By every measure, Georgia is failing to meet the health and health care needs of its citizens. Not only are our health outcomes poor, they are declining relative to the rest of the country. Despite political rhetoric that lauds the health and prosperity of our state, objective data tell a very different story. Through a health lens, our state is going from bad to worse, a trend that will continue without a change in course.
Georgia ranked 45th out of 50 states and the District of Columbia in the Commonwealth Fund’s 2014 state health rankings, down from 36th in the fund’s 2009 report across dimensions ranging from access and affordability to healthy lives and equity. Today, Georgia has the third-highest rate of uninsured persons in the country.
We are among the worst states in the country for low birth-weight babies, obesity and diabetes, and both racial/ethnic and rural disparities in health status. These are not trends that align with health and prosperity.
Despite compelling data that Medicaid expansion would improve access to care for low-income Georgians, grow jobs, and support rural hospitals and the communities they serve, our state Legislature has chosen inaction. Actually, worse than inaction, they passed two bills that created additional barriers to access to health care for low-income Georgians — a glaring example of failed state leadership.
But health is much more than health care.
Socioeconomic status, level of education, and the social and environmental context in which people live, learn, work, and play are now understood to be the strongest drivers of health. Unfortunately, we are failing here as well.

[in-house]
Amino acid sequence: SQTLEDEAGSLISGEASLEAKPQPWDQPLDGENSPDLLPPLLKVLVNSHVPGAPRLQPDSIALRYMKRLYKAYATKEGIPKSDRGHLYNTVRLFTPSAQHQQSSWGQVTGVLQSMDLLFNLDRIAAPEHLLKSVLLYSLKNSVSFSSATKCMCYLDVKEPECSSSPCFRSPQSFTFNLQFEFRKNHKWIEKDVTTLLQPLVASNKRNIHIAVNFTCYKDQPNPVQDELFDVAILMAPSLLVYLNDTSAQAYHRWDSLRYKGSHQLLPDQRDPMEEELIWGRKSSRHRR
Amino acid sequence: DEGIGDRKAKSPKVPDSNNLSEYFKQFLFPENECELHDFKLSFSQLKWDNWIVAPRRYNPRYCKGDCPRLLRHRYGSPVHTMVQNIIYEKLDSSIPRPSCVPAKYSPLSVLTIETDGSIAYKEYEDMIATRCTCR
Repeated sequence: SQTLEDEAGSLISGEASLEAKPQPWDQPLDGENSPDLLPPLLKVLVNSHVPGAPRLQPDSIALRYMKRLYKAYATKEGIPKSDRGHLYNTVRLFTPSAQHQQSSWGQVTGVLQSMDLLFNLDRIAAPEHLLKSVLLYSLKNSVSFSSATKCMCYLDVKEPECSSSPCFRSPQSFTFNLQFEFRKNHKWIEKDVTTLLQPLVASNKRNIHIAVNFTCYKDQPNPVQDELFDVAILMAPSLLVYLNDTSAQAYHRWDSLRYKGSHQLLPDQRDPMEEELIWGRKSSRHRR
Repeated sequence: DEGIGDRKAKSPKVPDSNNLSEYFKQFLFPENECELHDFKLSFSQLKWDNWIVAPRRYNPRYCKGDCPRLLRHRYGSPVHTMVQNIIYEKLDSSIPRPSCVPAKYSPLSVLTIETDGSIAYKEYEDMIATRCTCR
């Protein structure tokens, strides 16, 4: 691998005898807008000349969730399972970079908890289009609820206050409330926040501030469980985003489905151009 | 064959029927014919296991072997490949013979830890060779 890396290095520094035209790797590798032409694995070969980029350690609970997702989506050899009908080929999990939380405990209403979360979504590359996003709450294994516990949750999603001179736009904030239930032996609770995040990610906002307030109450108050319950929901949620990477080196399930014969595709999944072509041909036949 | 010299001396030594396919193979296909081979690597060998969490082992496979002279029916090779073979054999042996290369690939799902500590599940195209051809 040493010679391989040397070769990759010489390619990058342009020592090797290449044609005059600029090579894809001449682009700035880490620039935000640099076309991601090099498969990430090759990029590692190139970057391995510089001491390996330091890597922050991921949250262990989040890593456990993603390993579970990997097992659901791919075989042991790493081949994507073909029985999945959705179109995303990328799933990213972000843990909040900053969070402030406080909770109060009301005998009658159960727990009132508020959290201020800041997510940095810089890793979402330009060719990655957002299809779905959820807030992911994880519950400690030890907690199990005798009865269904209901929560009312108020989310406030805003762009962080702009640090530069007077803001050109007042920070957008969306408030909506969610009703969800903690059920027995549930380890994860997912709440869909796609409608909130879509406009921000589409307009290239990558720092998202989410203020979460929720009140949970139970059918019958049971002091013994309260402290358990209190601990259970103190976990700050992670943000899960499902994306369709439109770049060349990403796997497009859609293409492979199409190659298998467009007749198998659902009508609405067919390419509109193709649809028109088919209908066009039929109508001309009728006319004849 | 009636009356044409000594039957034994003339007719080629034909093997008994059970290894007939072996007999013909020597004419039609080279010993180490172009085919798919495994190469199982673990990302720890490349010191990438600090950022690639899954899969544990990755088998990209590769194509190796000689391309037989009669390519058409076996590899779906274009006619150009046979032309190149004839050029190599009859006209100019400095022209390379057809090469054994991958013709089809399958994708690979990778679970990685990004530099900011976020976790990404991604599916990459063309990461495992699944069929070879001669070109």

Almost 1 in 5 Georgians lives at or below the poverty level, a number that is higher for rural Georgians and children, where it is more than 1 in 4. Georgia’s unemployment rate is the highest in the country, even surpassing Mississippi. Our high school graduation rate ranks 45th in the country. We recently received a grade of “F” for food insecurity and food deserts — communities without affordable access to healthy foods.
These are not statistics that reflect prosperity or conditions that support good health. These are statistics reflecting conditions that predictably lead to worse health.
Through the lens of health and prosperity, our state leadership is failing, and all Georgians, but especially the most vulnerable Georgians, are paying the price. State leadership that fails to adequately prioritize and fund education, fails to adequately manage and staff food assistance programs (jeopardizing federal funding) and child protective services (jeopardizing the welfare of our most vulnerable children), and fails to take action to provide affordable access to health care for low-income Georgians, is not the leadership we need.
Georgia needs and deserves leadership and a proactive policy agenda that is truly aligned with the health and prosperity of our state. Georgia needs leaders who are prepared to take action to both ensure access to affordable, quality health care for all Georgians and to align policies across all sectors that advance the health and prosperity of our state. The status quo is unacceptable. Rhetoric in the face of failing policies and failing metrics is no longer acceptable. Our children, our communities and our state deserve better.
Harry J. Heiman, MD, MPH, is director of health policy for the Satcher Health Leadership Institute at the Morehouse School of Medicine. He is active in Georgians for a Healthy Future and the Georgia Academy of Family Physicians.